Limits of Corruption
The year 2010 ended leaving India riddled with a spate of corruption cases.
There seems to be a race for the top “I am the most corrupt” slot in India. I am not talking about the top politicians. They are a breed apart.
Next to the politicians in queue, are our top bureaucrats……the IAS officers who rule the country…who advise the top politicians, help them loot the nation and share the loot themselves.
There seem to be a race for the top slot.
Who is the most corrupt?
Who has amassed the largest wealth?
Neera Yadav – a 1971 Batch IAS officer from Bulandsahar – and.ex Chief Secretary of U. P. – was sentenced to 4 years imprisonment. The court found her guilty in a 2002 land allocation case during her term as Chairperson of Noida Development Authority.
In 1997, the UP IAS officers association polled her one of the “most corrupt officers” of the state.
Yet, in spite of a barrage of corruption charges against her, the Mulayam Singh Yadav government appointed her Chief Secretary of Uttar Pradesh in 2005.
However, in an unprecedented move, the Supreme Court intervened and directed the UP Government to remove her from the post. She is the country’s first IAS officer to be removed from the post in this manner.
Neera Yadav took voluntary retirement in 2007.
Her husband, Mahendra Singh, a former police officer, was a minister in the BJP government in the state. Singh later joined the Samajwadi Party.
Both Singh and Neera Yadav joined the BJP in 2009.
O Ravi, a 1983 batch IAS officer of the Gujarat cadre, who is joint secretary in the Disaster Management division of the Home Ministry, and a native of Davangere, was raided by the CBI which conducted searches on 36 premises of the official and nine distillery owners in Daman, Mumbai and New Delhi.
Ravi has served at the Centre in various departments, including the ministries of Railways, Civil Aviation, Commerce and Industries and Heavy Industries and Public Enterprises for over nine years. He has also served in the United Nations Industrial Development Organisation for a brief period. He is in the Home Ministry since 2007.
It is alleged that one of the distillers paid Rs 25 lakhs to Ravi to get the present Administrator of Daman transferred out.
The CBI has registered a case against Ravi, two Excise inspectors and one sub-inspector at Daman for their connivance with six liquor manufacturers (Khemani, Royal, Jupiter, Krimpy, Silver Star and Dharmesh) based in the Union Territory, and causing a loss of Rs 340 crore to the Daman Administration.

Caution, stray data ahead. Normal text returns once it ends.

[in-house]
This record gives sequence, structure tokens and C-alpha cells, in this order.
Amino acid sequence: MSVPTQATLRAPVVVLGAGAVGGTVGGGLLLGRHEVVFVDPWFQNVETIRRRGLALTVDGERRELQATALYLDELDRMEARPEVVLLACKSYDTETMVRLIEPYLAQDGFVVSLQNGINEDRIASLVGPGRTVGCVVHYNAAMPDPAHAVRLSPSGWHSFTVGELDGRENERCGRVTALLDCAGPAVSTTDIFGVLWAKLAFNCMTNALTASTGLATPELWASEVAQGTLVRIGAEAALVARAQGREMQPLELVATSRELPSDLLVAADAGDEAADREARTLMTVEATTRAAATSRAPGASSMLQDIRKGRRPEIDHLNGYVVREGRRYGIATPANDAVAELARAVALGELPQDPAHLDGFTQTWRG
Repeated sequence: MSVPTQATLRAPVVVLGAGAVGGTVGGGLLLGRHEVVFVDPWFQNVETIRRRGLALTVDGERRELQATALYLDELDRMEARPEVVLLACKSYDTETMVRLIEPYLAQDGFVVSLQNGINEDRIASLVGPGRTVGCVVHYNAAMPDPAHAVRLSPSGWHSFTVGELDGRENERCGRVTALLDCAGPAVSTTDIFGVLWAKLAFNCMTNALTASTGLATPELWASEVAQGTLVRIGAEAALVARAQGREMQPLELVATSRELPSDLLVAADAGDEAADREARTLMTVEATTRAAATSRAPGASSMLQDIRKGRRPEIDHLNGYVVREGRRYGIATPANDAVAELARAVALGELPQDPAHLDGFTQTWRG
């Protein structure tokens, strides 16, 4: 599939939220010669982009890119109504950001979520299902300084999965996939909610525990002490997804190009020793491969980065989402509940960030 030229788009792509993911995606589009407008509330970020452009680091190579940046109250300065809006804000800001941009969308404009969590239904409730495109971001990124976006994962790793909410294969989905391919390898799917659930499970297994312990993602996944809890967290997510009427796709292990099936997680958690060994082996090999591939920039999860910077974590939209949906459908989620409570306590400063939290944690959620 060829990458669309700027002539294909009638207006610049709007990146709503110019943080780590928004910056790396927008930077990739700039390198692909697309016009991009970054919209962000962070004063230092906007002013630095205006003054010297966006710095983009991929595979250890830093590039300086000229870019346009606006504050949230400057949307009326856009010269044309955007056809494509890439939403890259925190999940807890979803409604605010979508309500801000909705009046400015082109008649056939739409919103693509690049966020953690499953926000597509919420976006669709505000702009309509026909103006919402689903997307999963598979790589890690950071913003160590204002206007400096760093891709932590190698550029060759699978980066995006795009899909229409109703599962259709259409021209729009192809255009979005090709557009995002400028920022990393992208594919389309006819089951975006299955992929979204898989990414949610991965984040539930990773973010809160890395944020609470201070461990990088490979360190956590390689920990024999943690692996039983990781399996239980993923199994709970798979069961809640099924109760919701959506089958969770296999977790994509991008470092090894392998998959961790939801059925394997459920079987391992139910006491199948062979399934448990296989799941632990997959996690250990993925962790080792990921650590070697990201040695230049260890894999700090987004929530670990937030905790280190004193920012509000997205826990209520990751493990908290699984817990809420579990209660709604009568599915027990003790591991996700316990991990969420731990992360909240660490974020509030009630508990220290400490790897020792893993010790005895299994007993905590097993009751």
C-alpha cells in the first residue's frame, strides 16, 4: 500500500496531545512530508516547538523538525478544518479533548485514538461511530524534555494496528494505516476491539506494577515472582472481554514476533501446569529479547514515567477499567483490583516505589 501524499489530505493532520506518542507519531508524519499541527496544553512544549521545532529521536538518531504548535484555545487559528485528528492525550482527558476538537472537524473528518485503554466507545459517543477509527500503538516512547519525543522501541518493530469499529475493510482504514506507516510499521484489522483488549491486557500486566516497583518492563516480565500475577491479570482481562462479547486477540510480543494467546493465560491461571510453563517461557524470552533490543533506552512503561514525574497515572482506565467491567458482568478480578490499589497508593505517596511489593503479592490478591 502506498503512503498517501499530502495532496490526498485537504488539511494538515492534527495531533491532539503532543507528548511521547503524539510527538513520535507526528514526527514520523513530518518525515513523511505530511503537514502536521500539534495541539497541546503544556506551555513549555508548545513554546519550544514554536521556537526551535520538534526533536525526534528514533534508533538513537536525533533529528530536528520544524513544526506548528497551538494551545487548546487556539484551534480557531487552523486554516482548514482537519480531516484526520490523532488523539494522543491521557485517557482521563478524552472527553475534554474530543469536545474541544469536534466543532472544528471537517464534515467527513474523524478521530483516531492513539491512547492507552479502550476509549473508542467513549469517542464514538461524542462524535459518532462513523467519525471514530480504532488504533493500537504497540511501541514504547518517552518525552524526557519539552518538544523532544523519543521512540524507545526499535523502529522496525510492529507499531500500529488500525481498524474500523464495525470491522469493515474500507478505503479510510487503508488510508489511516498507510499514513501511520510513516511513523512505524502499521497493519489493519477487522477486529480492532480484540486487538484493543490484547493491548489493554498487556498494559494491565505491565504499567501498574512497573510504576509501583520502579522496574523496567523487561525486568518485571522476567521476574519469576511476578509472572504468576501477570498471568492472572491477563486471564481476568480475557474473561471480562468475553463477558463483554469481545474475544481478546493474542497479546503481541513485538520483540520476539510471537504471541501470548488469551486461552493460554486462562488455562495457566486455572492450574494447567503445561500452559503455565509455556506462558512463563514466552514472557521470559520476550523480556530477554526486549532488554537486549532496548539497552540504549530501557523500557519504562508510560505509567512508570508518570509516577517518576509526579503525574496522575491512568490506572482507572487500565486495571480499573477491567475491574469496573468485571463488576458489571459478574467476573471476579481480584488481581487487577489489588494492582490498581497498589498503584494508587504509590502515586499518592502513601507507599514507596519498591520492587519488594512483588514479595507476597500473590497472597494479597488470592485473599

February 2010However, the two cases mentioned above are peanuts.
The honours for being the most corrupt must go the IAS couple – Arvind and Tinu Joshi.
Both Arvind and Tinu are 1979-batch IAS Officers of the Madhya Pradesh cadre. They have held important positions in the Centre since the late 80s.
Tinu served as Deputy Secretary in the PMO from July 1, 1988 to January 1, 1990 while Arvind was Joint Secretary in the Defence Ministry during the 1999 Kargil hostilities.
The Income Tax Department conducted searches at their residence in Bhopal leading to the recovery of currency notes worth Rs 3 crores. Further follow up action has unearthed the biggest corruption case in Indian history.
A 7000 page appraisal report prepared by the Income Tax department says that in the past three years the Joshis did futures trading worth Rs 312 crores. It says that they started investing through Standard Chartered-STCI Capital Markets Limited from April 3, 2007. On June 1, 2007 they had invested in shares of 111 big companies and purchased 10,000 to 50, 000 shares in each company. They have also acquired 25 flats and 400 acres of agricultural and non-agricultural land.
Most of these land dealings are benami. Over 100 acres of land have been purchased in the names of Arvind Joshi’s NRI sisters, Vibha and Abha.
The Income Tax Department has already started proceedings to attach the properties under Section 281-B of the Income Tax Act 1961.
The Enforcement Directorate has also started proceedings against the Joshis (including Arvind Joshi’s NRI sisters, Vibha and Abha) for violation of the Foreign Exchange Management Act (FEMA) 1999.
But the final action has to be taken by the state government.
Role of Central Vigilance Commission (CVC)
What has the CVC been doing all the time?
Is it not their duty to collect information about corrupt people and take appropriate action themselves?